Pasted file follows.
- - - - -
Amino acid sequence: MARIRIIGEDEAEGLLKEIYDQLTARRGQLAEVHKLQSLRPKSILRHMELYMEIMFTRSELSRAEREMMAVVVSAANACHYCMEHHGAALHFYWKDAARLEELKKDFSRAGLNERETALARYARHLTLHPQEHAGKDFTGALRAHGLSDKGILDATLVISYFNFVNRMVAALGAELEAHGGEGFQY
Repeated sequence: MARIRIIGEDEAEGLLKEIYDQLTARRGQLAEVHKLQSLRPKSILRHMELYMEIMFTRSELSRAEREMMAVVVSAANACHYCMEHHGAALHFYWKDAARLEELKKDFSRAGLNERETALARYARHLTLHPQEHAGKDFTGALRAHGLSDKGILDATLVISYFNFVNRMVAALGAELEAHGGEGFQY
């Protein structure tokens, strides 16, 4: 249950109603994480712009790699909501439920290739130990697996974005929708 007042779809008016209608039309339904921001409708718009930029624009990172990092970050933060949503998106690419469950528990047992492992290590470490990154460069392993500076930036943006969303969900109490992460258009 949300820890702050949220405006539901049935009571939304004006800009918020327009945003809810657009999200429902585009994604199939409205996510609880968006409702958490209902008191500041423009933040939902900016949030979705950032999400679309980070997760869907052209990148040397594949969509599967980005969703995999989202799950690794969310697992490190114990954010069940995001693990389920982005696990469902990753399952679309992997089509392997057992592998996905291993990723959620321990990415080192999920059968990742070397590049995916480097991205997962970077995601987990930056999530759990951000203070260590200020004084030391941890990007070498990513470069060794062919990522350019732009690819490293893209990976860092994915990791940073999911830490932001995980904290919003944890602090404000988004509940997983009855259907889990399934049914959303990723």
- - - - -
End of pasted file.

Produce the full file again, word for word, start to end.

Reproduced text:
Amino acid sequence: MARIRIIGEDEAEGLLKEIYDQLTARRGQLAEVHKLQSLRPKSILRHMELYMEIMFTRSELSRAEREMMAVVVSAANACHYCMEHHGAALHFYWKDAARLEELKKDFSRAGLNERETALARYARHLTLHPQEHAGKDFTGALRAHGLSDKGILDATLVISYFNFVNRMVAALGAELEAHGGEGFQY
Repeated sequence: MARIRIIGEDEAEGLLKEIYDQLTARRGQLAEVHKLQSLRPKSILRHMELYMEIMFTRSELSRAEREMMAVVVSAANACHYCMEHHGAALHFYWKDAARLEELKKDFSRAGLNERETALARYARHLTLHPQEHAGKDFTGALRAHGLSDKGILDATLVISYFNFVNRMVAALGAELEAHGGEGFQY
């Protein structure tokens, strides 16, 4: 249950109603994480712009790699909501439920290739130990697996974005929708 007042779809008016209608039309339904921001409708718009930029624009990172990092970050933060949503998106690419469950528990047992492992290590470490990154460069392993500076930036943006969303969900109490992460258009 949300820890702050949220405006539901049935009571939304004006800009918020327009945003809810657009999200429902585009994604199939409205996510609880968006409702958490209902008191500041423009933040939902900016949030979705950032999400679309980070997760869907052209990148040397594949969509599967980005969703995999989202799950690794969310697992490190114990954010069940995001693990389920982005696990469902990753399952679309992997089509392997057992592998996905291993990723959620321990990415080192999920059968990742070397590049995916480097991205997962970077995601987990930056999530759990951000203070260590200020004084030391941890990007070498990513470069060794062919990522350019732009690819490293893209990976860092994915990791940073999911830490932001995980904290919003944890602090404000988004509940997983009855259907889990399934049914959303990723």